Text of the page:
I’m not a Reconstructionist, but I Play one on Rosh Hashanah.

Elul 28th, 5767

As noted this time last year on this blog, I do not like this particular part of the Jewish year. The sentiments involved in this period of repentance are admirable, but their relatively recent elevation to the two most important holidays of the year is absurd.

Biblically speaking, Yom Kipur and Rosh Hashanah make a pretty poor showing. Vayikra 23:27 and 28 notes, “The tenth day of this seventh month is a yom hakipurim (day of atonements). It shall be a sacred occasion for you: you shall practice self-denial, and you shall bring an offering by fire before your God; you shall do no work throughout that day. For it is a day of atonement, on which expiation is made on your behalf before your God.” There are a few more verses on the subject, but no new injunctions are made; the remainder is simply repetition of the two verses I present here. Vayikra 23:24 says, “In the seventh month, on the first day of the month, you shall observe complete rest, a sacred occasion commemorated with loud blasts.” Tradition would claim that this verse refers to Rosh Hashanah, but being that the only thing in common between this observance and our understanding of Rosh Hashanah is the loud blasts and being that our ancestors use the shofar on all manner of occasions, I am doubtful of the connection.

Despite the relative biblical unimportance of these holidays, American Jews come to synagogue on these days, but not on the three festival holidays, Sukot, Pesach, and Shavuot, which, biblically speaking, are far more important holidays than Rosh Hashanah or Yom Kipur.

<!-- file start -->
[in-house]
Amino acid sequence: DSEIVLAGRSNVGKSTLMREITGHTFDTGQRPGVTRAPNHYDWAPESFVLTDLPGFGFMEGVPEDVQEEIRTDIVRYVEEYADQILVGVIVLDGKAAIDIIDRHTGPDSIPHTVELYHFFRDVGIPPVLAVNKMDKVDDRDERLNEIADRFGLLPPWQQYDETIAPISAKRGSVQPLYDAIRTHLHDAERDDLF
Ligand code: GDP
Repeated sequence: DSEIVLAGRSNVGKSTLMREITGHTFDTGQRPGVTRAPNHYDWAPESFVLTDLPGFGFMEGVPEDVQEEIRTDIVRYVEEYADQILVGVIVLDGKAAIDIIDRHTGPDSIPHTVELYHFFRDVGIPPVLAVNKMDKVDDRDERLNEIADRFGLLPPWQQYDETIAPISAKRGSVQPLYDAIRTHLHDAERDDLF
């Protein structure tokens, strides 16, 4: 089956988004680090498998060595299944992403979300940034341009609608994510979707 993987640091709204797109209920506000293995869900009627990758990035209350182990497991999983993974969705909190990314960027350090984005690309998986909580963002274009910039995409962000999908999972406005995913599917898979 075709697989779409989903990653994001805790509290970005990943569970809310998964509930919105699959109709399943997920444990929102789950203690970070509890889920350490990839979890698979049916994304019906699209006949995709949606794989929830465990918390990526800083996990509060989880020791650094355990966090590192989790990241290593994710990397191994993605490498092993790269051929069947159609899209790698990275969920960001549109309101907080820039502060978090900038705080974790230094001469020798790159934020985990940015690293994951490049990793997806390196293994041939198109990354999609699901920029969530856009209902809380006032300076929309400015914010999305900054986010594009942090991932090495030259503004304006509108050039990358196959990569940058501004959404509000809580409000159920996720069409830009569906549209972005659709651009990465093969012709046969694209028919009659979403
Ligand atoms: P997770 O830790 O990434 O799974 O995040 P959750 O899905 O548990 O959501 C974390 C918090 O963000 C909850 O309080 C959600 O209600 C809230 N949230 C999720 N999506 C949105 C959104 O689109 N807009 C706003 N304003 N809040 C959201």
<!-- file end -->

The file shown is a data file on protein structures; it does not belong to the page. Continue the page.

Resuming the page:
Since I do not like these holidays, I am hoping again this year that a change in the routine for these holiday will improve my experience with them. For Yom Kipur, I have been graciously invited to the home of a friend’s family here in New Jersey, about which I am very excited, mostly just to see my friend. The change in routine is really minimal. For Yom Kipur, I will simply be exchanging American Reform Outfit A for American Reform Outfit B.

Rosh Hashanah, however, looks to be very exciting. I have decided to try something entirely new for me. I have located a Reconstructionist outfit in a nearby town, easily accessible by train. I will, of course, report back with my observations on the so-called “Fourth Movement” on Thursday night or Friday morning.

Translations presented here are based on the New JPS Translation – Second Edition

ADDENDUM as of 6:35pm:

It occurs to me that I have not had a routine High Holiday season since I was in tenth grade. In eleventh grade I refused to go to Yom Kipur, last year I was in Israel praying at Kibutzim Lotan and Yahel, HUC, and an Italian synagogue in J’lem, and now I’m doing this. Hmmm….


5 responses to “I’m not a Reconstructionist, but I Play one on Rosh Hashanah.

  1. Were they so normal before then? Leading in green fedora?

  2. Small correction, David: the shalosh regalim or three pilgrimage festivals are: Pesach, Shavuot and Sukkot. Shanah Tovah u’Metukah

  3. Pingback: A Circuitous, Fortuitous Erev 5768 « Live from the Lone Star of Jersey: DAVID SAYS THINGS

  4. That’s all fine. What, however, do you think about Obadiah Shoher’s criticism pf Rosh Hashanah as aholiday that has nothing to do with New Year? Here, for example http://samsonblinded.org/blog/petty-paganism.htm

  5. Pingback: High Holidays sampler plate–Intro | Jewschool

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